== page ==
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Subsection 12.1.1 Solutions

The method of solving systems of equations by matrices that we will look at is based on procedures involving equations that we are familiar with from previous mathematics courses. The main idea is to reduce a given system of equations to another simpler system that has the same solutions.

####
Definition 12.1.1. Solution Set.

Given a system of equations involving real variables \(x_1\text{,}\) \(x_2, \ldots \text{,}\) \(x_n\text{,}\) the solution set of the system is the set of \(n\)-tuples in \(\mathbb{R}^n\text{,}\) \(\left(a_1, a_2, \ldots ,a_n\right)\) such that the substitutions \(x_1= a_1\text{,}\) \(x_2=
a_2, \ldots\text{,}\) \(x_n= a_n\) make all the equations true.

In terms of logic, a solution set is a truth set of a system of equations, which is a proposition over \(n\)-tuples of real numbers.

In general, if the variables are from a set \(S\text{,}\) then the solution set will be a subset of \(S^n\text{.}\) For example, in number theory mathematicians study Diophantine equations, where the variables can only take on integer values instead of real values.

####
Definition 12.1.2. Equivalent Systems of Equations.

Two systems of linear equations are called equivalent if they have the same set of solutions.

####
Example 12.1.3. Two equivalent systems.

The previous definition tells us that if we know that the system

\begin{equation*}
\begin{array}{l}
4 x_1+2 x_2+x_3=1 \\
2 x_1+x_2+x_3=4 \\
2 x_1+2 x_2+x_3=3 \\
\end{array}
\end{equation*}

is equivalent to the system

\begin{equation*}
\begin{array}{l}
\text{ }x_1+0 x_2+0x_3=-1 \\
0 x_1+x_2\text{ }+0x_3=-1 \\
0 x_1+0 x_2\text{ }+x_3= 7 \\
\end{array}
\end{equation*}

then both systems have the solution set \(\{(-1, -1, 7)\}\text{.}\) In other words, the simultaneous values \(x_1=-1\text{,}\) \(x_2= -1\text{,}\) and \(x_3= 7\) are the only values of the variables that make all three equations in either system true.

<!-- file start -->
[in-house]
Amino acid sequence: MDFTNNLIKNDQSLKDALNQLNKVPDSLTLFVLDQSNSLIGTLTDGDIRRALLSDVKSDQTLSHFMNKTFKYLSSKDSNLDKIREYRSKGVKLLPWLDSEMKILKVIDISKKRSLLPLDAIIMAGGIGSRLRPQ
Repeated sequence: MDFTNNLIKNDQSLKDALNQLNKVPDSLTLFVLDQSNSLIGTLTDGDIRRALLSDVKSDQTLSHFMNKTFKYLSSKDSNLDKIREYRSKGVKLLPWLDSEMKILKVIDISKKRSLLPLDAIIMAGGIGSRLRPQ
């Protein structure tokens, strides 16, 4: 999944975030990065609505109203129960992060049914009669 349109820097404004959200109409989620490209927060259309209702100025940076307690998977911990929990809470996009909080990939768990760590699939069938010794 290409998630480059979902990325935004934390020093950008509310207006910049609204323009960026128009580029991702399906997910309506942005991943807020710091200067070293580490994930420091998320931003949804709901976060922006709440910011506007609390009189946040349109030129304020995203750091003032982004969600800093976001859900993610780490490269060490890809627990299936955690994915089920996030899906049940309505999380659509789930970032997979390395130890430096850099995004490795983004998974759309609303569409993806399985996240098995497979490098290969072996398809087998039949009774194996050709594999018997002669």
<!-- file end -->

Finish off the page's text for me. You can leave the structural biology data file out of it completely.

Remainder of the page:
###
Subsection 12.1.2 Elementary Operations on Equations

####
Theorem 12.1.4. Elementary Operations on Equations.

If any sequence of the following operations is performed on a system of equations, the resulting system is equivalent to the original system:

Interchange any two equations in the system.

Multiply both sides of any equation by a nonzero constant.

Multiply both sides of any equation by a nonzero constant and add the result to a second equation in the system, with the sum replacing the latter equation.

Let us now use the above theorem to work out the details of

Example 12.1.3 and see how we can arrive at the simpler system.

The original system:

\begin{gather}
\begin{array}{c}
4 x_1+2 x_2+x_3=1 \\
2 x_1+x_2+x_3=4 \\
2 x_1+2 x_2+x_3=3
\end{array}\tag{12.1.1}
\end{gather}

Step 1. We will first change the coefficient of \(x_1\) in the first equation to one and then use it as a pivot to obtain 0’s for the coefficients of \(x_1\) in Equations 2 and 3.

Multiply Equation 1 by \(\frac{1}{4}\) to obtain

\begin{gather}
\begin{array}{c}
x_1+\frac{x_2}{2}+\frac{x_3}{4}=\frac{1}{4}\\
2 x_1+x_2+x_3=4 \\
2 x_1+2 x_2+x_3=3\\\\
\end{array}\tag{12.1.2}
\end{gather}

Multiply Equation 1 by \(-2\) and add the result to Equation 2 to obtain

\begin{gather}
\begin{array}{c}
x_1+\frac{x_2}{2}+\frac{x_3}{4}=\frac{1}{4} \\
0 x_1 + 0 x_2+ \frac{x_3}{2}=\frac{7}{2} \\
2 x_1+2 x_2+x_3=3 \\\\
\end{array}\tag{12.1.3}
\end{gather}

Multiply Equation 1 by \(-2\) and add the result to Equation 3 to obtain

\begin{gather}
\begin{array}{c}
x_1+\frac{x_2}{2}+\frac{x_3}{4}=\frac{1}{4} \\
0 x_1 + 0 x_2+ \frac{x_3}{2}=\frac{7}{2} \\
0 x_1+ x_2+ \frac{x_3}{2}=\frac{5}{2} \\\\
\end{array}\tag{12.1.4}
\end{gather}

We’ve explicitly written terms with zero coefficients such as \(0 x_1\) to make a point that all variables can be thought of as being involved in all equations. After this example is complete, we will discontinue this practice in favor of the normal practice of making these terms “disappear.”